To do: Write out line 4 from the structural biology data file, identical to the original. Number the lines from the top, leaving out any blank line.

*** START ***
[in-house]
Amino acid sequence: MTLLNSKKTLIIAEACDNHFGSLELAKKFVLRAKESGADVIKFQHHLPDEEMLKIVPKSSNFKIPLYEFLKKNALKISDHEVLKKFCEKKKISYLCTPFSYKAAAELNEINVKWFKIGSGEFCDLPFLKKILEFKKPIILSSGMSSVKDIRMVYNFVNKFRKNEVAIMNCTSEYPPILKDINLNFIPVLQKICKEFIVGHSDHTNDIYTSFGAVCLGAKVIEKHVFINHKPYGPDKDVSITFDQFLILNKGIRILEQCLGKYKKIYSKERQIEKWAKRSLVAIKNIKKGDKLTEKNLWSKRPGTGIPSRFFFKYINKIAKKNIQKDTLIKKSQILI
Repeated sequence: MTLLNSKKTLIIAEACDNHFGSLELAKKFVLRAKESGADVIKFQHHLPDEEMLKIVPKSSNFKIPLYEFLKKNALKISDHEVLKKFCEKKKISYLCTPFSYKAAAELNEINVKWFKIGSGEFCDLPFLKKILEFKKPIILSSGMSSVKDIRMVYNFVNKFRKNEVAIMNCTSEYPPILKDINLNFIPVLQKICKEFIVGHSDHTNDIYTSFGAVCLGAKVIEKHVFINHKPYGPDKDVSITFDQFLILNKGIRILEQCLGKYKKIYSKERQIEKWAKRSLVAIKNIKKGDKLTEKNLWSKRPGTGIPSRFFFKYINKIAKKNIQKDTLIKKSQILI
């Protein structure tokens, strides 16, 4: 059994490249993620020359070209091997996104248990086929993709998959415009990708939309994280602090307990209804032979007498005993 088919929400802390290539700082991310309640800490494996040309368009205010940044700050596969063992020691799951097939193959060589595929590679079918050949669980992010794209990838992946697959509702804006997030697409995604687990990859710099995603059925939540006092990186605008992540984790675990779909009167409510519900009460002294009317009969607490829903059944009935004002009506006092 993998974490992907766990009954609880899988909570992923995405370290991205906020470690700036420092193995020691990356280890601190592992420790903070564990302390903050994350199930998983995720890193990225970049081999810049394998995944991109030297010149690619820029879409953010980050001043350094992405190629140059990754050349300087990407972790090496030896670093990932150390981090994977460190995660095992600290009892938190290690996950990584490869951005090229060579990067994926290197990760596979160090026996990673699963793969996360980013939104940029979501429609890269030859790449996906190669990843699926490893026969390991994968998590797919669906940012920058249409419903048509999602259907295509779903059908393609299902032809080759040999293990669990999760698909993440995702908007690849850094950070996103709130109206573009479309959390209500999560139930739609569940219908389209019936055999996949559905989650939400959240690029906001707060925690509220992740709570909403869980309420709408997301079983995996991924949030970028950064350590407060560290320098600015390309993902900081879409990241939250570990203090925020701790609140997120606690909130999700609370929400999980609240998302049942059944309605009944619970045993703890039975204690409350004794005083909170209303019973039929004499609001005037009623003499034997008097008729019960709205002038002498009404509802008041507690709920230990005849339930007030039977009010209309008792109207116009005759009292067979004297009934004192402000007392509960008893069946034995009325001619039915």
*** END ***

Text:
């Protein structure tokens, strides 16, 4: 059994490249993620020359070209091997996104248990086929993709998959415009990708939309994280602090307990209804032979007498005993 088919929400802390290539700082991310309640800490494996040309368009205010940044700050596969063992020691799951097939193959060589595929590679079918050949669980992010794209990838992946697959509702804006997030697409995604687990990859710099995603059925939540006092990186605008992540984790675990779909009167409510519900009460002294009317009969607490829903059944009935004002009506006092 993998974490992907766990009954609880899988909570992923995405370290991205906020470690700036420092193995020691990356280890601190592992420790903070564990302390903050994350199930998983995720890193990225970049081999810049394998995944991109030297010149690619820029879409953010980050001043350094992405190629140059990754050349300087990407972790090496030896670093990932150390981090994977460190995660095992600290009892938190290690996950990584490869951005090229060579990067994926290197990760596979160090026996990673699963793969996360980013939104940029979501429609890269030859790449996906190669990843699926490893026969390991994968998590797919669906940012920058249409419903048509999602259907295509779903059908393609299902032809080759040999293990669990999760698909993440995702908007690849850094950070996103709130109206573009479309959390209500999560139930739609569940219908389209019936055999996949559905989650939400959240690029906001707060925690509220992740709570909403869980309420709408997301079983995996991924949030970028950064350590407060560290320098600015390309993902900081879409990241939250570990203090925020701790609140997120606690909130999700609370929400999980609240998302049942059944309605009944619970045993703890039975204690409350004794005083909170209303019973039929004499609001005037009623003499034997008097008729019960709205002038002498009404509802008041507690709920230990005849339930007030039977009010209309008792109207116009005759009292067979004297009934004192402000007392509960008893069946034995009325001619039915």